Children’s Commissioner addresses child abuse by armed groups in Lower Falls area.
PSNI figures released today show casualties of paramilitary style shootings in Northern Ireland have increased by 100% since 2015/16. 54% of all paramilitary style attacks (shootings and assaults) took place in the Belfast City Policing Area1
Speaking following a series of meetings with statutory and community organisation representatives, young people and political representatives, Koulla Yiasouma, Northern Ireland Commissioner for Children and Young People said,
“It is unacceptable that these assaults on our young people are tolerated.
“Northern Ireland’s past cannot be used as an excuse to normalise such assaults. The reality of life for these young people is often that of fear, poverty, intimidation, substance abuse or addiction, mental ill health and a lack of confidence in their police and other statutory services.
“However, I am convinced that this seemingly intractable situation can change if our public authorities work together with the local community to develop a long term action plan, supported and sustained by government.
On such a plan the Children’s Commissioner said,
“We need to have a community plan which tackles deep seated issues such as drug misuse, educational underachievement, crime, anti-social behaviour and poverty. The whole community must feel safe and confident in accessing all the services to which they are entitled, including policing, social care, health and education.
“A unified approach is clearly something that is not happening, but if adopted, will make sure that such gangs do not have the opportunity to take advantage of vulnerable communities and young people. It would also ensure that they are not viewed as acceptable alternatives to statutory justice agencies.
The Commissioner praised the excellent work being undertaken in the Lower Falls area, but reiterated that this needs to be sustained with clearer long term goals, owned and driven by the community and statutory agencies.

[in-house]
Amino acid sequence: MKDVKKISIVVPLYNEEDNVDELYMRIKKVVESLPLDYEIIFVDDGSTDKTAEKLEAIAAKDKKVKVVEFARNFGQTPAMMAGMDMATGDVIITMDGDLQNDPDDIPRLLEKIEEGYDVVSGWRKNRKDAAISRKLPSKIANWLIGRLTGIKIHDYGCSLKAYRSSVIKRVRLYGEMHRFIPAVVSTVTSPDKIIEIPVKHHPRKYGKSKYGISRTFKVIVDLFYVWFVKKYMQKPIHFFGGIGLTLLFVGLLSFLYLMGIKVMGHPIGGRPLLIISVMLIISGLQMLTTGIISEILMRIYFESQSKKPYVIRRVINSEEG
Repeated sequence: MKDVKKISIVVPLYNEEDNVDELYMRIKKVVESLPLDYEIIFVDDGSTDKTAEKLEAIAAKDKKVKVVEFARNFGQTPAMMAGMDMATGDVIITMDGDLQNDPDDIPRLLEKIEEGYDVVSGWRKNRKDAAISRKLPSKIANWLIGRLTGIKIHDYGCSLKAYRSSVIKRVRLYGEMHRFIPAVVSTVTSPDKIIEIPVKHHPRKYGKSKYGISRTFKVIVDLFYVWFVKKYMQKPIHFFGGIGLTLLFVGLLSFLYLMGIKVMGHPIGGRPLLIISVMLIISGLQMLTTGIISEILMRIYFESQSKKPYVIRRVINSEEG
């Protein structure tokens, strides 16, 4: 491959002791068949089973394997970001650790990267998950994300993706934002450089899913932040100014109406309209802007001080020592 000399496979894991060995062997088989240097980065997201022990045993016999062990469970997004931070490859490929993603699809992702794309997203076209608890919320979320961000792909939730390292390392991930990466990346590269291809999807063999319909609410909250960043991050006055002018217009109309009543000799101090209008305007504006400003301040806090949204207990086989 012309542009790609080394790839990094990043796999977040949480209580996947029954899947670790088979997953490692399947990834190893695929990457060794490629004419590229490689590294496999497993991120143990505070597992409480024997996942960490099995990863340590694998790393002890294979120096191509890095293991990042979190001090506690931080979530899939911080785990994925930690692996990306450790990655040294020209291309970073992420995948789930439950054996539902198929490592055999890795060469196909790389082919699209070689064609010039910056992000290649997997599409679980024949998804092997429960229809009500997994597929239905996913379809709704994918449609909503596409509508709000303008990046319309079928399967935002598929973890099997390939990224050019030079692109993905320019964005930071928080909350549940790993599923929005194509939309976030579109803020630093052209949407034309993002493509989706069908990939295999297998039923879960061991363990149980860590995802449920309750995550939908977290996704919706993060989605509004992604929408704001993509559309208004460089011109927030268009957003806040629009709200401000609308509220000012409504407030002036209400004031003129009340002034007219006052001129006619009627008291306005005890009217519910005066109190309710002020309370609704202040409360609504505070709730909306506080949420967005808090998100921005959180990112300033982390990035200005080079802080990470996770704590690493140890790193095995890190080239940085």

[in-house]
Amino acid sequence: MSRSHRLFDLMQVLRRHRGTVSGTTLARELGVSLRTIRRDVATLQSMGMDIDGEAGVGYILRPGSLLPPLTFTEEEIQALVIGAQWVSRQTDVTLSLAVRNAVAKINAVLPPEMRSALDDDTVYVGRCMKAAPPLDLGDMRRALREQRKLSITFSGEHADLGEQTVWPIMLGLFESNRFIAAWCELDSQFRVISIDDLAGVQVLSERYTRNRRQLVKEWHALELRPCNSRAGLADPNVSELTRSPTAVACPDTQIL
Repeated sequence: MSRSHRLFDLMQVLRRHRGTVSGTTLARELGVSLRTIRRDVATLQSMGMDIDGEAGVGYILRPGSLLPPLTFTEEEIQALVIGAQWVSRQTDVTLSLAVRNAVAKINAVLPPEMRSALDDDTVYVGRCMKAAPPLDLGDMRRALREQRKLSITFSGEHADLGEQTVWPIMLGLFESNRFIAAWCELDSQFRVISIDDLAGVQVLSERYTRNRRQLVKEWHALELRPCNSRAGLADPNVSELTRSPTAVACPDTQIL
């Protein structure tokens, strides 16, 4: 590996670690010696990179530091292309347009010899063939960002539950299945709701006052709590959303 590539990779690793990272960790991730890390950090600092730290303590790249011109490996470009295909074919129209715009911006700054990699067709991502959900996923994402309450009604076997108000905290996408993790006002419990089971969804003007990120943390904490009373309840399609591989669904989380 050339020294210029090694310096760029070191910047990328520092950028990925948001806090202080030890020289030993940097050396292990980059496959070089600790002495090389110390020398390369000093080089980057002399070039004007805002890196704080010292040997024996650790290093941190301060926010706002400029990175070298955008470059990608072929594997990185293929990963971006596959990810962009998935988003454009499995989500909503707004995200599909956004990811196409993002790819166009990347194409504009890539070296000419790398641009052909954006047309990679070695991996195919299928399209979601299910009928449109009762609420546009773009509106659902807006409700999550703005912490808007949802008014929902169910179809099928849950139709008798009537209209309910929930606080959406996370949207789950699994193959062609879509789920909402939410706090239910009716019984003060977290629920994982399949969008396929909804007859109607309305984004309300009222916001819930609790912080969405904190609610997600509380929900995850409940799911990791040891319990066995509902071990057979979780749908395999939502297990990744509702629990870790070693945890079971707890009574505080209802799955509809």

“Services in youth justice, policing, education and social care need to be properly resourced and maintained, they need to work together with children and families and intervene earlier to effectively address the issues facing them and the local community.”
“There is no denying that these are complex issues and we know that change won’t happen overnight, however, we need to start with one plan for one community. This could provide a way forward for other areas of Northern Ireland experiencing similar issues.
“I will monitor actions and progress by relevant authorities on this issue and share good practice with others. I am confident that with the right focus and commitment, this community can achieve the outcomes we all wish to see for our children, young people and families across Northern Ireland.”
Notes to Editors
- For more information and to bid for interviews, please contact Patrice Morris, Communications and Engagement Officer on Communications@niccy.org, 028 9031 1616 or mobile - 07917 544 177.
- The Northern Ireland Commissioner for Children and Young People was established in 2003 by the Assembly and Parliament to: “safeguard and promote the rights and best interests of children and young people”.
- 1 – (NB these stats relate to all age groups and are not available on the basis of age due to the possibility of jigsaw identification)
- Casualties from paramilitary style shootings in Northern Ireland have increased by 100% since 2015/16 (from 14 -28)
- Casualties from paramilitary style assaults have increased from 58 (2015/16) – 66 (2016/17)
- Casualties as a result of paramilitary attacks (assaults and shootings) have increased in Northern Ireland by approximately 30% since last year (from 72 - 94). 66 of the 94 casualties during the past year were the victim of paramilitary-style assaults while the remaining 28 were the victims of paramilitary-style shootings
- During 2016/17 casualties as a result of paramilitary style assaults (66) was the highest number of casualties in the past 10 years, other than in 2009/10, when there were 81 casualties.
- The PSNI undertook an analysis of statistics between April 1998 and June 2015 which showed that in the relevant period there were 2732 casualties as a result of paramilitary style attacks. Of those, 89 were suffered by children aged 16 years or under; 1297 were suffered by young people aged between 16 and 24 years, 1346 were against adults aged over 24 years - Answer to Freedom of Information Act Request 2015/02350 reported in “HUMAN RIGHTS ANNUAL REPORT 2015 Monitoring the compliance of the Police Service of Northern Ireland with the Human Rights Act 1998.”